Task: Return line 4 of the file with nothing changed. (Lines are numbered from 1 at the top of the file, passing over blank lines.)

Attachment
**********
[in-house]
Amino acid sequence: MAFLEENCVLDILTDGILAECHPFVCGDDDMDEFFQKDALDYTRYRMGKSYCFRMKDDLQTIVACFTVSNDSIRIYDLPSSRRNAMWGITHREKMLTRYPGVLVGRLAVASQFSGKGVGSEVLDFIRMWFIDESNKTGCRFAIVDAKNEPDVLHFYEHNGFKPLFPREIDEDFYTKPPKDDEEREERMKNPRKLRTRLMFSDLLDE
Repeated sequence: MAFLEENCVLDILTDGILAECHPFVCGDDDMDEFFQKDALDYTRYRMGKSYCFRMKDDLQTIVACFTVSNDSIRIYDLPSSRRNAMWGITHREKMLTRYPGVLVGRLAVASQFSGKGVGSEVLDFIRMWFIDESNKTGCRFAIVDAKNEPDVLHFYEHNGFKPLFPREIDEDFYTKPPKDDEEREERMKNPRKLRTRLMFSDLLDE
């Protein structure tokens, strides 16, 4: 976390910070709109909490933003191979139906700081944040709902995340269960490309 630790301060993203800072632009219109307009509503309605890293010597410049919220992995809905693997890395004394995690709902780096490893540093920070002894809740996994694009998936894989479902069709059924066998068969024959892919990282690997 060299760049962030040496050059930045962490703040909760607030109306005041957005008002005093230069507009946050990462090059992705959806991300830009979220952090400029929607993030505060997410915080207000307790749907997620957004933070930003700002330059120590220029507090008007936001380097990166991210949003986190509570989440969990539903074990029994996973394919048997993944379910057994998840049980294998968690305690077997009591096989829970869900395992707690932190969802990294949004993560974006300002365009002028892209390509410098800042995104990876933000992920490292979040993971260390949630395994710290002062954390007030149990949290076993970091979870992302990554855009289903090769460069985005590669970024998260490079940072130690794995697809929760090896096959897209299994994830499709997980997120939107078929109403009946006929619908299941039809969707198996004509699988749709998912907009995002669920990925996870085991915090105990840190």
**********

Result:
């Protein structure tokens, strides 16, 4: 976390910070709109909490933003191979139906700081944040709902995340269960490309 630790301060993203800072632009219109307009509503309605890293010597410049919220992995809905693997890395004394995690709902780096490893540093920070002894809740996994694009998936894989479902069709059924066998068969024959892919990282690997 060299760049962030040496050059930045962490703040909760607030109306005041957005008002005093230069507009946050990462090059992705959806991300830009979220952090400029929607993030505060997410915080207000307790749907997620957004933070930003700002330059120590220029507090008007936001380097990166991210949003986190509570989440969990539903074990029994996973394919048997993944379910057994998840049980294998968690305690077997009591096989829970869900395992707690932190969802990294949004993560974006300002365009002028892209390509410098800042995104990876933000992920490292979040993971260390949630395994710290002062954390007030149990949290076993970091979870992302990554855009289903090769460069985005590669970024998260490079940072130690794995697809929760090896096959897209299994994830499709997980997120939107078929109403009946006929619908299941039809969707198996004509699988749709998912907009995002669920990925996870085991915090105990840190």